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Items: 1 to 20 of 115

1.

Evolution of separate predation- and defence-evoked venoms in carnivorous cone snails.

Dutertre S, Jin AH, Vetter I, Hamilton B, Sunagar K, Lavergne V, Dutertre V, Fry BG, Antunes A, Venter DJ, Alewood PF, Lewis RJ.

Nat Commun. 2014 Mar 24;5:3521. doi: 10.1038/ncomms4521.

2.

Specialized insulin is used for chemical warfare by fish-hunting cone snails.

Safavi-Hemami H, Gajewiak J, Karanth S, Robinson SD, Ueberheide B, Douglass AD, Schlegel A, Imperial JS, Watkins M, Bandyopadhyay PK, Yandell M, Li Q, Purcell AW, Norton RS, Ellgaard L, Olivera BM.

Proc Natl Acad Sci U S A. 2015 Feb 10;112(6):1743-8. doi: 10.1073/pnas.1423857112. Epub 2015 Jan 20.

3.

Comparative Venomics Reveals the Complex Prey Capture Strategy of the Piscivorous Cone Snail Conus catus.

Himaya SW, Jin AH, Dutertre S, Giacomotto J, Mohialdeen H, Vetter I, Alewood PF, Lewis RJ.

J Proteome Res. 2015 Oct 2;14(10):4372-81. doi: 10.1021/acs.jproteome.5b00630. Epub 2015 Sep 10.

PMID:
26322961
4.

The role of defensive ecological interactions in the evolution of conotoxins.

Prashanth JR, Dutertre S, Jin AH, Lavergne V, Hamilton B, Cardoso FC, Griffin J, Venter DJ, Alewood PF, Lewis RJ.

Mol Ecol. 2016 Jan;25(2):598-615. doi: 10.1111/mec.13504. Epub 2016 Jan 20.

PMID:
26614983
5.

Insights into the origins of fish hunting in venomous cone snails from studies of Conus tessulatus.

Aman JW, Imperial JS, Ueberheide B, Zhang MM, Aguilar M, Taylor D, Watkins M, Yoshikami D, Showers-Corneli P, Safavi-Hemami H, Biggs J, Teichert RW, Olivera BM.

Proc Natl Acad Sci U S A. 2015 Apr 21;112(16):5087-92. doi: 10.1073/pnas.1424435112. Epub 2015 Apr 6.

6.

δ-Conotoxin SuVIA suggests an evolutionary link between ancestral predator defence and the origin of fish-hunting behaviour in carnivorous cone snails.

Jin AH, Israel MR, Inserra MC, Smith JJ, Lewis RJ, Alewood PF, Vetter I, Dutertre S.

Proc Biol Sci. 2015 Jul 22;282(1811). pii: 20150817. doi: 10.1098/rspb.2015.0817.

7.

High molecular weight components of the injected venom of fish-hunting cone snails target the vascular system.

Safavi-Hemami H, Möller C, Marí F, Purcell AW.

J Proteomics. 2013 Oct 8;91:97-105. doi: 10.1016/j.jprot.2013.07.007. Epub 2013 Jul 19.

PMID:
23872086
8.

Intraspecific variations in Conus geographus defence-evoked venom and estimation of the human lethal dose.

Dutertre S, Jin AH, Alewood PF, Lewis RJ.

Toxicon. 2014 Dec;91:135-44. doi: 10.1016/j.toxicon.2014.09.011. Epub 2014 Oct 7.

PMID:
25301479
9.

Recruitment of glycosyl hydrolase proteins in a cone snail venomous arsenal: further insights into biomolecular features of Conus venoms.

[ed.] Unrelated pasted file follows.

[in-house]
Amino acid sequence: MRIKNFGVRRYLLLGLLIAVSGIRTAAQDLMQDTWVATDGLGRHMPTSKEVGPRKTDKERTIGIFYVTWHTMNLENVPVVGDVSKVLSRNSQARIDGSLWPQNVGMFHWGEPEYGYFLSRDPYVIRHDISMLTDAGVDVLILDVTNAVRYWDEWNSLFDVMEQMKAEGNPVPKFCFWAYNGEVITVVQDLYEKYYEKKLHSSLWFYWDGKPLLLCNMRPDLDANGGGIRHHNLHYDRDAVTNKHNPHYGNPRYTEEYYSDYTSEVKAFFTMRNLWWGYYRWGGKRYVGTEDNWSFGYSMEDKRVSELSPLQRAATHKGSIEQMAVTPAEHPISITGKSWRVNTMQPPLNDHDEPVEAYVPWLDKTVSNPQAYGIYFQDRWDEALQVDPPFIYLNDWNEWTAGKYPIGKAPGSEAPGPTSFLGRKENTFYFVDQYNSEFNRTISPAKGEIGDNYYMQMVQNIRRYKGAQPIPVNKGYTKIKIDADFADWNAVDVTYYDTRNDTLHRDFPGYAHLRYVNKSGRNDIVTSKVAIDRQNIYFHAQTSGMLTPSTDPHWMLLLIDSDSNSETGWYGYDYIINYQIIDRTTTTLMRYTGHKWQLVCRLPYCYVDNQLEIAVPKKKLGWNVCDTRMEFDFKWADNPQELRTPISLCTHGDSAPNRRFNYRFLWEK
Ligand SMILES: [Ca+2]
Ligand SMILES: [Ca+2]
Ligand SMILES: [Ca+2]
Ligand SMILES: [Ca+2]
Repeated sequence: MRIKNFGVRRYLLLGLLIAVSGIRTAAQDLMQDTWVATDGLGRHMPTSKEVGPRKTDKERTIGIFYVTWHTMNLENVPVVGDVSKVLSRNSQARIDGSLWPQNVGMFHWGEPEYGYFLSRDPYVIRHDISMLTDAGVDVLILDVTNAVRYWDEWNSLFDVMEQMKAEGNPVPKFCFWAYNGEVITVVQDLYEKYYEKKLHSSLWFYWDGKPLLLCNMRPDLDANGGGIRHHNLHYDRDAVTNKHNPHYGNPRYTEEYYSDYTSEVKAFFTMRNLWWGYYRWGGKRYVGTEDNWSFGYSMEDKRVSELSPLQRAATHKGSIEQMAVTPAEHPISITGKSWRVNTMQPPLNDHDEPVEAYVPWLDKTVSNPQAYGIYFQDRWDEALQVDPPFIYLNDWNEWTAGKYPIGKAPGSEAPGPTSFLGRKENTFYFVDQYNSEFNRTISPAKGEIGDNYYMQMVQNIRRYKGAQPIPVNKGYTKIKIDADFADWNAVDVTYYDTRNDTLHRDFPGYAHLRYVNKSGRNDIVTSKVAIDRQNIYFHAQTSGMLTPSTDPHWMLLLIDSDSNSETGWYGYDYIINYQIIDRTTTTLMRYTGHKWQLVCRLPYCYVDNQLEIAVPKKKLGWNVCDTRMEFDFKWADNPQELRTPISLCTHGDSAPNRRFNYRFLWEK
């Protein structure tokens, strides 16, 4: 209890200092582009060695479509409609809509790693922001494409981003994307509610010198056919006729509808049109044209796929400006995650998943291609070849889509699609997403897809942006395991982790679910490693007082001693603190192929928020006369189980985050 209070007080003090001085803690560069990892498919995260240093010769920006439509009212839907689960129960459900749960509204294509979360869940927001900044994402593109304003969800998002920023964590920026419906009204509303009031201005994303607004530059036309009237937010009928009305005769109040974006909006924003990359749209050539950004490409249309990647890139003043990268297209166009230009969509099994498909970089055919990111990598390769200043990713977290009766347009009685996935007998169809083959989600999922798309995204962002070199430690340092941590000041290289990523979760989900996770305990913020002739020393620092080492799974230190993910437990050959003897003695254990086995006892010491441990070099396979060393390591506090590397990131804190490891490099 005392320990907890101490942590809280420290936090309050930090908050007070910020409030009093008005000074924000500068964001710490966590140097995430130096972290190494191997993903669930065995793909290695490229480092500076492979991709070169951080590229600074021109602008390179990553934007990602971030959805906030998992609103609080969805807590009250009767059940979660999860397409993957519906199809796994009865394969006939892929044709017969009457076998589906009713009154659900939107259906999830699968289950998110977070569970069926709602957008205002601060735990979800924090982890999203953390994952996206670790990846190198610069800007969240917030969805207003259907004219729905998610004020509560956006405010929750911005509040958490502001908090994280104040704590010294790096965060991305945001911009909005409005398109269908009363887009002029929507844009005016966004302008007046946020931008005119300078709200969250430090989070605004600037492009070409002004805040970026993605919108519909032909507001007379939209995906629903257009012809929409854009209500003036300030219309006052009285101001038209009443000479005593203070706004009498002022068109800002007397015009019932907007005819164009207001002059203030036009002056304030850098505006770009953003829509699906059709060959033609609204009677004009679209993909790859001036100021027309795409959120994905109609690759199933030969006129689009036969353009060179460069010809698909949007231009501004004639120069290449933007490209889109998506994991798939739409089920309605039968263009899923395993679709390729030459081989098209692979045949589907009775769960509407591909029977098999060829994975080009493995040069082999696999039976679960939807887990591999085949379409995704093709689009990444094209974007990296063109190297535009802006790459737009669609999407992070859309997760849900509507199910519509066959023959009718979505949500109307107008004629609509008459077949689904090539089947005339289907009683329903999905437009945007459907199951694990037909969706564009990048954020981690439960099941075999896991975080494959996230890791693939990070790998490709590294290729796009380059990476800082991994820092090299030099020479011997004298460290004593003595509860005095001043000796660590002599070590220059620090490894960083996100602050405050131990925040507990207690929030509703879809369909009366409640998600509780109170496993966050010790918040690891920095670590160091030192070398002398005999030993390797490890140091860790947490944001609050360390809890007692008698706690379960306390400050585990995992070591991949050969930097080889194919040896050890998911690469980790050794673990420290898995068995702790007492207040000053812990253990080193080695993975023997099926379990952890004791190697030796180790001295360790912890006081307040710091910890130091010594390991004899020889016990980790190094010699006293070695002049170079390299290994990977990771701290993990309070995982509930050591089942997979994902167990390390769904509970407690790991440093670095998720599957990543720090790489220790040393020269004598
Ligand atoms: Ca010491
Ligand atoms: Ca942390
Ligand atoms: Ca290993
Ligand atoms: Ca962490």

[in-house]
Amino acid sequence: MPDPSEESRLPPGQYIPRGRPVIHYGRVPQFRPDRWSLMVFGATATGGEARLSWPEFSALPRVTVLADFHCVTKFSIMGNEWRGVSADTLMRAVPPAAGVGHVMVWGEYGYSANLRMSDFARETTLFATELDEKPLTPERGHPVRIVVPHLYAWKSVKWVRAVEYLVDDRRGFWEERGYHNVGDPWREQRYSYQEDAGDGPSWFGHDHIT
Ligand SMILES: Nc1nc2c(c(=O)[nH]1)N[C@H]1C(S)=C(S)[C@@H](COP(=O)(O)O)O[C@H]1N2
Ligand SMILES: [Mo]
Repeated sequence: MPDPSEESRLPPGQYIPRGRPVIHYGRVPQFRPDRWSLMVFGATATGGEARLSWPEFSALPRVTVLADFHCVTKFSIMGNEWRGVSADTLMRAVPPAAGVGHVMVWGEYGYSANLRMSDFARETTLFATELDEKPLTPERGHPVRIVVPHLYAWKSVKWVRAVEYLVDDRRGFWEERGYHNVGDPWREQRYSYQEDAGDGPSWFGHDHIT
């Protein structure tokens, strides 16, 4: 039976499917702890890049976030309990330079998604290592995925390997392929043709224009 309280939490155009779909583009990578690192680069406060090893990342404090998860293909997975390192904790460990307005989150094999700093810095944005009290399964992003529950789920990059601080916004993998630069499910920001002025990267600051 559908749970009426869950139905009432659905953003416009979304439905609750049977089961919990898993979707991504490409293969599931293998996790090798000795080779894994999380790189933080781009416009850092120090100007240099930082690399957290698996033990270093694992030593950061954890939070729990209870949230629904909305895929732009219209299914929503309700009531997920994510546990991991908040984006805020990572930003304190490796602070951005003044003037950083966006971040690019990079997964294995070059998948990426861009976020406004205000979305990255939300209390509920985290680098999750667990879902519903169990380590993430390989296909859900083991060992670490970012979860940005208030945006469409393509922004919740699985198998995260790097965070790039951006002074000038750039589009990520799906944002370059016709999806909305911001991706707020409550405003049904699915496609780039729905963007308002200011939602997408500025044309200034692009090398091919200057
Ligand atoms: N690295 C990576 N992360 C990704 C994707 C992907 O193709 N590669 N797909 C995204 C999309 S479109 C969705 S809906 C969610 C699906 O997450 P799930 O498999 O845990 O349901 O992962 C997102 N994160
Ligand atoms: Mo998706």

Violette A, Leonardi A, Piquemal D, Terrat Y, Biass D, Dutertre S, Noguier F, Ducancel F, Stöcklin R, Križaj I, Favreau P.

Mar Drugs. 2012 Feb;10(2):258-80. doi: 10.3390/md10020258. Epub 2012 Jan 31.

10.

Transcriptome and proteome of Conus planorbis identify the nicotinic receptors as primary target for the defensive venom.

Jin AH, Vetter I, Himaya SW, Alewood PF, Lewis RJ, Dutertre S.

Proteomics. 2015 Dec;15(23-24):4030-40. doi: 10.1002/pmic.201500220. Epub 2015 Nov 17.

PMID:
26506909
11.

Venom variation during prey capture by the cone snail, Conus textile.

Prator CA, Murayama KM, Schulz JR.

PLoS One. 2014 Jun 18;9(6):e98991. doi: 10.1371/journal.pone.0098991. eCollection 2014.

12.

Elucidation of the molecular envenomation strategy of the cone snail Conus geographus through transcriptome sequencing of its venom duct.

Hu H, Bandyopadhyay PK, Olivera BM, Yandell M.

BMC Genomics. 2012 Jun 28;13:284. doi: 10.1186/1471-2164-13-284.

13.

Venom Insulins of Cone Snails Diversify Rapidly and Track Prey Taxa.

Safavi-Hemami H, Lu A, Li Q, Fedosov AE, Biggs J, Showers Corneli P, Seger J, Yandell M, Olivera BM.

Mol Biol Evol. 2016 Nov;33(11):2924-2934. Epub 2016 Aug 14.

14.

Isolation of Lys-conopressin-G from the venom of the worm-hunting snail, Conus imperialis.

Nielsen DB, Dykert J, Rivier JE, McIntosh JM.

Toxicon. 1994 Jul;32(7):845-8.

PMID:
7940591
15.

Large-scale discovery of conopeptides and conoproteins in the injectable venom of a fish-hunting cone snail using a combined proteomic and transcriptomic approach.

Violette A, Biass D, Dutertre S, Koua D, Piquemal D, Pierrat F, Stöcklin R, Favreau P.

J Proteomics. 2012 Sep 18;75(17):5215-25. doi: 10.1016/j.jprot.2012.06.001. Epub 2012 Jun 13.

PMID:
22705119
16.

The projectile tooth of a fish-hunting cone snail: Conus catus injects venom into fish prey using a high-speed ballistic mechanism.

Schulz JR, Norton AG, Gilly WF.

Biol Bull. 2004 Oct;207(2):77-9. No abstract available.

PMID:
15501848
17.

Analysis of a cone snail's killer cocktail--the milked venom of Conus geographus.

Bingham JP, Baker MR, Chun JB.

Toxicon. 2012 Nov;60(6):1166-70. doi: 10.1016/j.toxicon.2012.07.014. Epub 2012 Aug 4.

18.

Identification of neuropeptide Y-like conopeptides from the venom of Conus betulinus.

Wu X, Shao X, Guo ZY, Chi CW.

Acta Biochim Biophys Sin (Shanghai). 2010 Jul;42(7):502-5. doi: 10.1093/abbs/gmq042. Epub 2010 Jun 8.

19.

High accuracy mass spectrometry comparison of Conus bandanus and Conus marmoreus venoms from the South Central Coast of Vietnam.

Nguyen B, Molgó J, Lamthanh H, Benoit E, Khuc TA, Ngo DN, Nguyen NT, Millares P, Le Caer JP.

Toxicon. 2013 Dec 1;75:148-59. doi: 10.1016/j.toxicon.2013.06.005. Epub 2013 Jun 21.

PMID:
23792454
20.

An efficient transcriptome analysis pipeline to accelerate venom peptide discovery and characterisation.

Prashanth JR, Lewis RJ.

Toxicon. 2015 Dec 1;107(Pt B):282-9. doi: 10.1016/j.toxicon.2015.09.012. Epub 2015 Sep 14.

PMID:
26376071

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